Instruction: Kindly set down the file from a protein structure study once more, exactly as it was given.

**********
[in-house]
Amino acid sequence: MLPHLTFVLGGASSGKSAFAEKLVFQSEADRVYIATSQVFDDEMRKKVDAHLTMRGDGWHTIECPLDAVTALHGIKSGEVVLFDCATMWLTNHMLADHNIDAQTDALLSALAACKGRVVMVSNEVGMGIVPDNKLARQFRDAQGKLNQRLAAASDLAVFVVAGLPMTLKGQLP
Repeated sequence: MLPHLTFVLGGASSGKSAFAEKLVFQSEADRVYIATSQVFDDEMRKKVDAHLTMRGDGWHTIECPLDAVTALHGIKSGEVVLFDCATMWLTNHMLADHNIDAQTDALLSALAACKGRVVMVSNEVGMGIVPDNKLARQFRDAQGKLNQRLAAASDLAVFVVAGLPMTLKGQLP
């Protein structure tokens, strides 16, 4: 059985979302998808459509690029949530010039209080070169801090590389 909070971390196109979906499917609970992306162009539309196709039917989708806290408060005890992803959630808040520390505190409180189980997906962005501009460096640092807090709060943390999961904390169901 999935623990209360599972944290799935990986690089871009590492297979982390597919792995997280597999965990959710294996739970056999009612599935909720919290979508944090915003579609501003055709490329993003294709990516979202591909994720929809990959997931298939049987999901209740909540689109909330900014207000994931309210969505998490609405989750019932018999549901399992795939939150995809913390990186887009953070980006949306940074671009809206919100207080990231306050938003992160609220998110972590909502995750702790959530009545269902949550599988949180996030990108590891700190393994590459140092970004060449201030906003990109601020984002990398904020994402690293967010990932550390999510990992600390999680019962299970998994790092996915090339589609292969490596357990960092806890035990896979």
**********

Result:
[in-house]
Amino acid sequence: MLPHLTFVLGGASSGKSAFAEKLVFQSEADRVYIATSQVFDDEMRKKVDAHLTMRGDGWHTIECPLDAVTALHGIKSGEVVLFDCATMWLTNHMLADHNIDAQTDALLSALAACKGRVVMVSNEVGMGIVPDNKLARQFRDAQGKLNQRLAAASDLAVFVVAGLPMTLKGQLP
Repeated sequence: MLPHLTFVLGGASSGKSAFAEKLVFQSEADRVYIATSQVFDDEMRKKVDAHLTMRGDGWHTIECPLDAVTALHGIKSGEVVLFDCATMWLTNHMLADHNIDAQTDALLSALAACKGRVVMVSNEVGMGIVPDNKLARQFRDAQGKLNQRLAAASDLAVFVVAGLPMTLKGQLP
């Protein structure tokens, strides 16, 4: 059985979302998808459509690029949530010039209080070169801090590389 909070971390196109979906499917609970992306162009539309196709039917989708806290408060005890992803959630808040520390505190409180189980997906962005501009460096640092807090709060943390999961904390169901 999935623990209360599972944290799935990986690089871009590492297979982390597919792995997280597999965990959710294996739970056999009612599935909720919290979508944090915003579609501003055709490329993003294709990516979202591909994720929809990959997931298939049987999901209740909540689109909330900014207000994931309210969505998490609405989750019932018999549901399992795939939150995809913390990186887009953070980006949306940074671009809206919100207080990231306050938003992160609220998110972590909502995750702790959530009545269902949550599988949180996030990108590891700190393994590459140092970004060449201030906003990109601020984002990398904020994402690293967010990932550390999510990992600390999680019962299970998994790092996915090339589609292969490596357990960092806890035990896979």